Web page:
Tropical Fruit Pavlova

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I have to be honest in saying that I was a bit of a late starter when it came to experimenting with making home-made pavlovas. I think it was just a case of not having enough confidence to make one, coupled with the fear of it looking awful because they look so delicate and hard to make. Also, my mother was a great cook, but a not so great baker. In fact, I don’t think she ever made a cake, let alone an extravagant pavlova, from scratch and she would sometimes buy those ready-mix sponges that you just add water or oil to, and then claim that she had made it herself (but in her defence, I think most of us have been guilty of doing this at some point too!) So, I used to buy pavlovas now and again from supermarkets in the frozen section, although I was never really impressed by them and I couldn’t really understand what all the fuss was about. However, that opinion changed so dramatically once I plucked up the courage to finally make one at home – (with the help of my 10 years old son!). I can’t tell you enough how incredibly proud I was of myself (and my son, of course!) with the finished result. Wow!

There was no special occasion for me to decide to make one. I just thought I would make it one Friday night for the family to enjoy on Saturday evening as a dessert. After doing research, I realised that all the recipes are near enough identical to each other and that it is the topping that you decide to put on your pavlova that makes it really different to others. Anyway, as soon as I took the first mouthful I instantly fell in love. It was love at first taste. I could not believe how amazingly delicious it was. It was so delicious that I vowed never to buy a ready-made frozen pavlova ever again and I am so excited at the thought of making more.

I was a bit worried when there were little cracks around my pavlova but after looking at pictures of them online I soon realised that this is perfectly normal. I hope you will also agree that those little cracks actually add to its final beauty and charm once decorated.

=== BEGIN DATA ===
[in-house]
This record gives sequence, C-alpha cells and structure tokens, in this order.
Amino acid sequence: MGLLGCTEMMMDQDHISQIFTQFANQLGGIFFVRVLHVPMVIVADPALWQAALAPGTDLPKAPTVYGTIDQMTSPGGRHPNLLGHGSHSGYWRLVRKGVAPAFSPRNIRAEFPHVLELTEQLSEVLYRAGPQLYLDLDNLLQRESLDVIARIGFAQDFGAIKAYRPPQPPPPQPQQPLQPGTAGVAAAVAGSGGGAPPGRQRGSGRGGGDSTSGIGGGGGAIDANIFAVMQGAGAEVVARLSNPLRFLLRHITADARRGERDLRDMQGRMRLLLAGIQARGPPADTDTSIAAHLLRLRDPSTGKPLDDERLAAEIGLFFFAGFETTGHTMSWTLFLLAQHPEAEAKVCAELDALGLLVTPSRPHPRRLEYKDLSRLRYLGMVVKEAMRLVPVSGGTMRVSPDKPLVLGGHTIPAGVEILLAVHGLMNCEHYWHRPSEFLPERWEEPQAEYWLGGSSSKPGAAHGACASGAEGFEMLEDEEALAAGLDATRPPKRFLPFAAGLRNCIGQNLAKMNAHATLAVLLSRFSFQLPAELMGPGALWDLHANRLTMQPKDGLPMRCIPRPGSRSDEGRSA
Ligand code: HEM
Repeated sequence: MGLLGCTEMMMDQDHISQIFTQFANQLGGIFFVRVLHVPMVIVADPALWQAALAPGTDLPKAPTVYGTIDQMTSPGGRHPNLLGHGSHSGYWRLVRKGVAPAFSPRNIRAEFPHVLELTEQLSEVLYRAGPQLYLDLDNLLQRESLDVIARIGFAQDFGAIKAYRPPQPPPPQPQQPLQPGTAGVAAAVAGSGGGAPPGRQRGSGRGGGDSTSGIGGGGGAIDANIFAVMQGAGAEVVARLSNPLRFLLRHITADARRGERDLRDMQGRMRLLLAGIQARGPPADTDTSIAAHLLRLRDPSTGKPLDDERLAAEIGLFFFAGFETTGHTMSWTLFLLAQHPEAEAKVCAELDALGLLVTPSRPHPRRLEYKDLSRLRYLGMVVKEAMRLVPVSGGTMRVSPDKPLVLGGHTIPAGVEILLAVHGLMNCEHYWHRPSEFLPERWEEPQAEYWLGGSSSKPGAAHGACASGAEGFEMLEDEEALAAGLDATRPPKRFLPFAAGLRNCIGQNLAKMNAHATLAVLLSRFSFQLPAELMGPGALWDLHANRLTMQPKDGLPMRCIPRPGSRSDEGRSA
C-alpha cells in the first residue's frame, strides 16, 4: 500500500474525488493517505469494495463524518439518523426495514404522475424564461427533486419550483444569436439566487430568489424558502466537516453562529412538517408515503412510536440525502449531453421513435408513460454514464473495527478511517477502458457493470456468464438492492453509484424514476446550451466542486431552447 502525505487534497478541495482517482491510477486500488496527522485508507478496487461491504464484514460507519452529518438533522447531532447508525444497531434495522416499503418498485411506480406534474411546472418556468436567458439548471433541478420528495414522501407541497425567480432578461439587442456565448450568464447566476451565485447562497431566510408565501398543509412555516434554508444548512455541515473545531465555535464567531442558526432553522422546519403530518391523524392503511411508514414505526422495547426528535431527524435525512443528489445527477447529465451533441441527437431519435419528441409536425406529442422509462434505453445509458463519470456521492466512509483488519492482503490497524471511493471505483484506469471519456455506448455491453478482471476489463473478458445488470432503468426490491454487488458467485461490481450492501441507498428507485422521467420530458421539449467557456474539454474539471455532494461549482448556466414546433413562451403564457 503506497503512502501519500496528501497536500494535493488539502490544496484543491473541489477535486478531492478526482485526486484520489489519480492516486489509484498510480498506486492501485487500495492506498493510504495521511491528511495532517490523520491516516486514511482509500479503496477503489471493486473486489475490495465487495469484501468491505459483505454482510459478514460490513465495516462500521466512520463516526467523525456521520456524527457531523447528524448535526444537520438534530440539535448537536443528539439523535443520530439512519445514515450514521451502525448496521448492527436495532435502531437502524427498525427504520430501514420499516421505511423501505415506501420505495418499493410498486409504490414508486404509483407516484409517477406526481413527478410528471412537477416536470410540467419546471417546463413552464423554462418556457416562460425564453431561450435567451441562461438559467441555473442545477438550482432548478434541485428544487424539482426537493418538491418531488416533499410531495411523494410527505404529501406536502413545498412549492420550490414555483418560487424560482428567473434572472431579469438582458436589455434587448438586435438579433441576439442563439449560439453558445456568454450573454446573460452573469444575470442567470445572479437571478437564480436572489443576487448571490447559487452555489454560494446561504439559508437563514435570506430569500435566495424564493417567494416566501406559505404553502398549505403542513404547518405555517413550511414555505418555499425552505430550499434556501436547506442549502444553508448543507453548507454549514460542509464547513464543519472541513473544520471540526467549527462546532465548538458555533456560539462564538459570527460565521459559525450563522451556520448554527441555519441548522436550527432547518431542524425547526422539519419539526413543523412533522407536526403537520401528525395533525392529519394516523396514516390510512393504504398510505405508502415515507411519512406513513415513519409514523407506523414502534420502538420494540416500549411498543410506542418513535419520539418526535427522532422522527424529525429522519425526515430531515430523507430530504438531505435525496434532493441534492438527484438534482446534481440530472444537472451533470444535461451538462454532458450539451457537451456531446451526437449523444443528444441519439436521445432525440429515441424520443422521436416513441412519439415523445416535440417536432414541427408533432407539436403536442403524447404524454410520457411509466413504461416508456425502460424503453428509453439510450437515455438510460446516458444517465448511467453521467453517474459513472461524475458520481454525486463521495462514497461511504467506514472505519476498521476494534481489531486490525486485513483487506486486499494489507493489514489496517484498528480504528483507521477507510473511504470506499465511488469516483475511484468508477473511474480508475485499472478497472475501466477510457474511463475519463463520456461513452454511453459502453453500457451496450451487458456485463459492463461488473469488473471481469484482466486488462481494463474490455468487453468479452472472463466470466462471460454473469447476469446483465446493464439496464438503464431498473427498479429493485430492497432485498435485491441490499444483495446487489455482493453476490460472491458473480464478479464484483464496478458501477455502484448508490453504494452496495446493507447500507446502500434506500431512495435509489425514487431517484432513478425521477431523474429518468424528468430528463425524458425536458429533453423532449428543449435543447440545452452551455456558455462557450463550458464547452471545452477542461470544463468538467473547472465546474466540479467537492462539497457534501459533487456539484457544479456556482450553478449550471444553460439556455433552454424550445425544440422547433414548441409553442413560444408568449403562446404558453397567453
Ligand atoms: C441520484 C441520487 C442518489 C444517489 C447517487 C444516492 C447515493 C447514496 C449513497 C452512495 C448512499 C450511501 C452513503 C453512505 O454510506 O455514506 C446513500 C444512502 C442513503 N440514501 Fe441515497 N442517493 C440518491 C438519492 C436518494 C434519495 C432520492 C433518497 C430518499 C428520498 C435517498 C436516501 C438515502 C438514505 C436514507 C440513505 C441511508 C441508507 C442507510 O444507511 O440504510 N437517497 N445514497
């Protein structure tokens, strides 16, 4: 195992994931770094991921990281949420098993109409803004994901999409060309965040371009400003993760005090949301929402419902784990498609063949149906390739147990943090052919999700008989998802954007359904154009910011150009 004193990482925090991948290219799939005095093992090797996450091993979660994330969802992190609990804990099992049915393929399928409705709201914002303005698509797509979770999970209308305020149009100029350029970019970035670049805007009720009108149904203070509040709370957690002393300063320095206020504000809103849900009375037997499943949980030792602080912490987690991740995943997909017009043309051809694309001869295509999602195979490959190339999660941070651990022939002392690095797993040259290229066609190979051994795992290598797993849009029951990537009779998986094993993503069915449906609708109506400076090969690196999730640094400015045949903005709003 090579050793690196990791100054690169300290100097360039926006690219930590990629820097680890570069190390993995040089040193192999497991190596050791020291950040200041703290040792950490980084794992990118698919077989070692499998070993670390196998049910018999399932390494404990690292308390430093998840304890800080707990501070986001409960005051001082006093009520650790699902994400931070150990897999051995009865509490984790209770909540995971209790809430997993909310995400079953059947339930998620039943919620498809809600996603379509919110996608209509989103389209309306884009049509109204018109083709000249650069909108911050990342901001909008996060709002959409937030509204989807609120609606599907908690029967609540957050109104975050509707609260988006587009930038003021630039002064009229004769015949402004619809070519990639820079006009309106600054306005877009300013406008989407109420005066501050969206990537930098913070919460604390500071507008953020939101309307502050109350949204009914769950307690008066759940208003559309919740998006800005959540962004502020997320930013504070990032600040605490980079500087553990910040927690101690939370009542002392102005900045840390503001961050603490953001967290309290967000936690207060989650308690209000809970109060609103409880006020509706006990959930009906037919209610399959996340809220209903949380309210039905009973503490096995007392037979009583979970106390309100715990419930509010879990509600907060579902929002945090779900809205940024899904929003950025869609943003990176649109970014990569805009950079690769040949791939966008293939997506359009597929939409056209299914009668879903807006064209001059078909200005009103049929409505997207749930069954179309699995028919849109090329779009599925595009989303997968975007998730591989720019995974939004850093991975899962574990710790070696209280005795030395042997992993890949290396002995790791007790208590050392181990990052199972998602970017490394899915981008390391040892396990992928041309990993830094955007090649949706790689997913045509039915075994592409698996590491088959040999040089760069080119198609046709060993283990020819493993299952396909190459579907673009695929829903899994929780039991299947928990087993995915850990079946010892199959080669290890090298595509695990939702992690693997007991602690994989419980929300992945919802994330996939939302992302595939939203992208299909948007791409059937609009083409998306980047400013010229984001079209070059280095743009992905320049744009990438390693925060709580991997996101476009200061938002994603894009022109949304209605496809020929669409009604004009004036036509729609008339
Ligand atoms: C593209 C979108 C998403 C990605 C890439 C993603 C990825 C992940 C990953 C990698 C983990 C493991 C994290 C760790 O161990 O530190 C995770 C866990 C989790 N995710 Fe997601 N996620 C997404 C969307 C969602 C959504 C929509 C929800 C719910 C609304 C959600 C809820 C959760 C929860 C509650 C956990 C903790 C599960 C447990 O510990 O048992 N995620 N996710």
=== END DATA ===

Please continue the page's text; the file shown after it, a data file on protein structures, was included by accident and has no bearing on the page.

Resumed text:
Note: you can choose either cider vinegar or white wine vinegar. I only had cider vinegar at the time of making it, but white wine vinegar is also widely used.

Ingredients

6 egg whites

tiny pinch of salt

1 ½ cups caster sugar

2 level tsp cornflour

1 tsp vinegar

6 ripe passionfruit

1 ripe papaya

2 ripe mangoes

1 cup strawberries

420ml double cream

1 cup icing sugar

 

To make the meringue:

Preheat oven to 180°C/Fan 160°C/gas 4. Line a baking tray with baking paper (I used a rectangular tray), and cut out a circle from another piece of paper using a dinner plate as a template. Place the cut-out circle on the lined tray.

Whisk the egg whites with the salt until stiff. Slowly add the caster sugar a teaspoon at a time with the beater running. Beat at medium speed for 10 mins. Whisk in the cornflour and vinegar. Pour the mixture onto the circle cut-out and spread it out so that the edge of the pavlova is slightly raised than the centre. Bake it for 5 mins at 180°C and lower the temperature to 120°C/Fan. Bake for 1 hour. Leave it to cool overnight in the oven – this will ensure that the pavlova has a silky marshmallow texture inside, whilst having a delicately crisp outer layer.

 

To make the cream and fruit toppings:

Whip the cream with the icing sugar until stiff. Cut the passionfruit in half and scoop out the flesh into a wired sieve. With a spoon, press on the seeds to release as much of the juice as possible. Mix this juice with the cream and then spread it into the centre of the pavlova and carefully spread it a little outward towards the edges. Chop the mangoes, papayas and strawberries into whichever size you like and then scatter them onto the cream. Chill in the fridge for ½ hour before serving.

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